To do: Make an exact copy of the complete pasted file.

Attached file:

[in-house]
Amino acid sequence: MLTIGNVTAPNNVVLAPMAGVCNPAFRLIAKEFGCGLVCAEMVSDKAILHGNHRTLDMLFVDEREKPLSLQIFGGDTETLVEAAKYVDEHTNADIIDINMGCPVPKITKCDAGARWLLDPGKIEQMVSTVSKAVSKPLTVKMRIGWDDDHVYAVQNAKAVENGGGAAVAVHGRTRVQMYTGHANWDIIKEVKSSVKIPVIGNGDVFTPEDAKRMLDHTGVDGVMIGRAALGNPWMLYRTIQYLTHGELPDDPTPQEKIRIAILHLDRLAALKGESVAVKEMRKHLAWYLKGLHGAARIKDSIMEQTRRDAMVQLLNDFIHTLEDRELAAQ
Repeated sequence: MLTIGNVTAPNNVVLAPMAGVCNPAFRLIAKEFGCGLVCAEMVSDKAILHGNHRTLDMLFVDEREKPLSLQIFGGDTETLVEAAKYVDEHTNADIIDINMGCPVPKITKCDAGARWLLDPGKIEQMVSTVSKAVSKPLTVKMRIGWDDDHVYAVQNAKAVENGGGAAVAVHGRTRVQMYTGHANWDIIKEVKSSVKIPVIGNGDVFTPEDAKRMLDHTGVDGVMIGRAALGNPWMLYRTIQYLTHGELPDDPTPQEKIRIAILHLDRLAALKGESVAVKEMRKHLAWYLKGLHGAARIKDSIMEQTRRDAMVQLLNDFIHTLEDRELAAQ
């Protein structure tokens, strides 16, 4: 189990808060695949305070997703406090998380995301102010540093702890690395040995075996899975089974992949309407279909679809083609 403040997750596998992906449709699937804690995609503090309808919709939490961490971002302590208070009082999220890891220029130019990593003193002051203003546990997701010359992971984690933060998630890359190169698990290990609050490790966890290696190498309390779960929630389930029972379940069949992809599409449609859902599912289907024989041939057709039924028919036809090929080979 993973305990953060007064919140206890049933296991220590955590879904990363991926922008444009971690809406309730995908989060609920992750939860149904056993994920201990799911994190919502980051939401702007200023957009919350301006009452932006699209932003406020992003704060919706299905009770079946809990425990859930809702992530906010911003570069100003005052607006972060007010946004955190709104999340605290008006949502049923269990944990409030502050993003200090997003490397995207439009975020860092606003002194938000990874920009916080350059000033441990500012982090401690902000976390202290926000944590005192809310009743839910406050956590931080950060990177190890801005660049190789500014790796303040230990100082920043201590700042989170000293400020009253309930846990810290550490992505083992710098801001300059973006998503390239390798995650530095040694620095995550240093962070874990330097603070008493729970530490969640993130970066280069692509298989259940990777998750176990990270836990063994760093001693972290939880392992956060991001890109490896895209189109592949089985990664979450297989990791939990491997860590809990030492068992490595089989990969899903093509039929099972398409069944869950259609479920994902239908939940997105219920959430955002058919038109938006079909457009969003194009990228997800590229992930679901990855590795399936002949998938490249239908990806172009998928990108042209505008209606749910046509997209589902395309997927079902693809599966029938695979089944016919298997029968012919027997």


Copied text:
[in-house]
Amino acid sequence: MLTIGNVTAPNNVVLAPMAGVCNPAFRLIAKEFGCGLVCAEMVSDKAILHGNHRTLDMLFVDEREKPLSLQIFGGDTETLVEAAKYVDEHTNADIIDINMGCPVPKITKCDAGARWLLDPGKIEQMVSTVSKAVSKPLTVKMRIGWDDDHVYAVQNAKAVENGGGAAVAVHGRTRVQMYTGHANWDIIKEVKSSVKIPVIGNGDVFTPEDAKRMLDHTGVDGVMIGRAALGNPWMLYRTIQYLTHGELPDDPTPQEKIRIAILHLDRLAALKGESVAVKEMRKHLAWYLKGLHGAARIKDSIMEQTRRDAMVQLLNDFIHTLEDRELAAQ
Repeated sequence: MLTIGNVTAPNNVVLAPMAGVCNPAFRLIAKEFGCGLVCAEMVSDKAILHGNHRTLDMLFVDEREKPLSLQIFGGDTETLVEAAKYVDEHTNADIIDINMGCPVPKITKCDAGARWLLDPGKIEQMVSTVSKAVSKPLTVKMRIGWDDDHVYAVQNAKAVENGGGAAVAVHGRTRVQMYTGHANWDIIKEVKSSVKIPVIGNGDVFTPEDAKRMLDHTGVDGVMIGRAALGNPWMLYRTIQYLTHGELPDDPTPQEKIRIAILHLDRLAALKGESVAVKEMRKHLAWYLKGLHGAARIKDSIMEQTRRDAMVQLLNDFIHTLEDRELAAQ
């Protein structure tokens, strides 16, 4: 189990808060695949305070997703406090998380995301102010540093702890690395040995075996899975089974992949309407279909679809083609 403040997750596998992906449709699937804690995609503090309808919709939490961490971002302590208070009082999220890891220029130019990593003193002051203003546990997701010359992971984690933060998630890359190169698990290990609050490790966890290696190498309390779960929630389930029972379940069949992809599409449609859902599912289907024989041939057709039924028919036809090929080979 993973305990953060007064919140206890049933296991220590955590879904990363991926922008444009971690809406309730995908989060609920992750939860149904056993994920201990799911994190919502980051939401702007200023957009919350301006009452932006699209932003406020992003704060919706299905009770079946809990425990859930809702992530906010911003570069100003005052607006972060007010946004955190709104999340605290008006949502049923269990944990409030502050993003200090997003490397995207439009975020860092606003002194938000990874920009916080350059000033441990500012982090401690902000976390202290926000944590005192809310009743839910406050956590931080950060990177190890801005660049190789500014790796303040230990100082920043201590700042989170000293400020009253309930846990810290550490992505083992710098801001300059973006998503390239390798995650530095040694620095995550240093962070874990330097603070008493729970530490969640993130970066280069692509298989259940990777998750176990990270836990063994760093001693972290939880392992956060991001890109490896895209189109592949089985990664979450297989990791939990491997860590809990030492068992490595089989990969899903093509039929099972398409069944869950259609479920994902239908939940997105219920959430955002058919038109938006079909457009969003194009990228997800590229992930679901990855590795399936002949998938490249239908990806172009998928990108042209505008209606749910046509997209589902395309997927079902693809599966029938695979089944016919298997029968012919027997």